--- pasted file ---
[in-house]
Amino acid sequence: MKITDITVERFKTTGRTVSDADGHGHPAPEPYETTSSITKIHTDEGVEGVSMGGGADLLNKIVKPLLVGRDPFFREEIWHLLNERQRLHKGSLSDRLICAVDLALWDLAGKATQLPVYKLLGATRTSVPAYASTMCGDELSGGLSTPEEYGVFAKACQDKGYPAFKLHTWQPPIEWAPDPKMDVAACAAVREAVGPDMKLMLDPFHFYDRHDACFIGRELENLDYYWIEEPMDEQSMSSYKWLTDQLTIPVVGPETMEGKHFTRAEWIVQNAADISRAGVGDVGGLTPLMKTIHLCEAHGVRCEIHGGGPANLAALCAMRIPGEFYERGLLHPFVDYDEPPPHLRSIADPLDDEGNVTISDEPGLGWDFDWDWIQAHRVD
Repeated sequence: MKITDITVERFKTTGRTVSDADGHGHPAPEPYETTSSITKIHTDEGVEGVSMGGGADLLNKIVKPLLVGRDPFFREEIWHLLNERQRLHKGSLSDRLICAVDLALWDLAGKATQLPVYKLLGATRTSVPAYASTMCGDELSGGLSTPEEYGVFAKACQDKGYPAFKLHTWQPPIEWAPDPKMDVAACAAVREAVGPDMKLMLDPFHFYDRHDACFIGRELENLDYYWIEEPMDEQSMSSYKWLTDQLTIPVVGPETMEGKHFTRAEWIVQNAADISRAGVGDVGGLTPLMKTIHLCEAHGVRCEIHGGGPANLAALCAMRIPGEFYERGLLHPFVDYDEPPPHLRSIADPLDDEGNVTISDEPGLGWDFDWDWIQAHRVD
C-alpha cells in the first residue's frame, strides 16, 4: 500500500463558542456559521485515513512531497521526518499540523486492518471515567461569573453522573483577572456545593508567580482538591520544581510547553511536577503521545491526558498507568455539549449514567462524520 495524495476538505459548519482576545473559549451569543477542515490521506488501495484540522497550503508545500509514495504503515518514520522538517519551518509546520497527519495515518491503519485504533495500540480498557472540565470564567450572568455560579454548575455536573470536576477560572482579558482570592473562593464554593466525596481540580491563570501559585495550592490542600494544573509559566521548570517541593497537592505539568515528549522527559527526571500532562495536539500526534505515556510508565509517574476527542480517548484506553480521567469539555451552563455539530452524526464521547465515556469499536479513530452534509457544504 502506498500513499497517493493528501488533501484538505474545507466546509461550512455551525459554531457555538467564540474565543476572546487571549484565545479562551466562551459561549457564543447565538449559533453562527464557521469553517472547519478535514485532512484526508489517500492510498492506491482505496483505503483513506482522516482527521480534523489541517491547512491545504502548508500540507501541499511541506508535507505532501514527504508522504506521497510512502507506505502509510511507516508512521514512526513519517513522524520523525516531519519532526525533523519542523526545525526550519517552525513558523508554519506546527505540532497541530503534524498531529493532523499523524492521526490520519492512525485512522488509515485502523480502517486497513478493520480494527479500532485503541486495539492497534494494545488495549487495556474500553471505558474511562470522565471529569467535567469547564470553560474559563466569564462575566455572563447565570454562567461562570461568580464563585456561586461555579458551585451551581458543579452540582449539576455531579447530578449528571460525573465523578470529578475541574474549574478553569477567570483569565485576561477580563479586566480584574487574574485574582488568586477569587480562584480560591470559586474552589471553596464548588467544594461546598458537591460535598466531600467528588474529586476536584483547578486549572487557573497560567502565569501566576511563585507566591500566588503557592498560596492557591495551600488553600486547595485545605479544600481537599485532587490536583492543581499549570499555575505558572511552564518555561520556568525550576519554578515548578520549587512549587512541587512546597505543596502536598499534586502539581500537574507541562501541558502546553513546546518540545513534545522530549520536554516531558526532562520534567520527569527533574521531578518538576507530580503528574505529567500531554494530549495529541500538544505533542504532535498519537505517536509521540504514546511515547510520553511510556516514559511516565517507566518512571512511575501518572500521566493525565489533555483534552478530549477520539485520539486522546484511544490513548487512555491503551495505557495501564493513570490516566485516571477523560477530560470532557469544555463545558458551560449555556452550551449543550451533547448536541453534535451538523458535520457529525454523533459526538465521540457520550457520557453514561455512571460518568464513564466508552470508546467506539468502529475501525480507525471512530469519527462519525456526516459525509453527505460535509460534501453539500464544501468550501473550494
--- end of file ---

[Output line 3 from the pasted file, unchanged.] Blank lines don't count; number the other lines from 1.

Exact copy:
Repeated sequence: MKITDITVERFKTTGRTVSDADGHGHPAPEPYETTSSITKIHTDEGVEGVSMGGGADLLNKIVKPLLVGRDPFFREEIWHLLNERQRLHKGSLSDRLICAVDLALWDLAGKATQLPVYKLLGATRTSVPAYASTMCGDELSGGLSTPEEYGVFAKACQDKGYPAFKLHTWQPPIEWAPDPKMDVAACAAVREAVGPDMKLMLDPFHFYDRHDACFIGRELENLDYYWIEEPMDEQSMSSYKWLTDQLTIPVVGPETMEGKHFTRAEWIVQNAADISRAGVGDVGGLTPLMKTIHLCEAHGVRCEIHGGGPANLAALCAMRIPGEFYERGLLHPFVDYDEPPPHLRSIADPLDDEGNVTISDEPGLGWDFDWDWIQAHRVD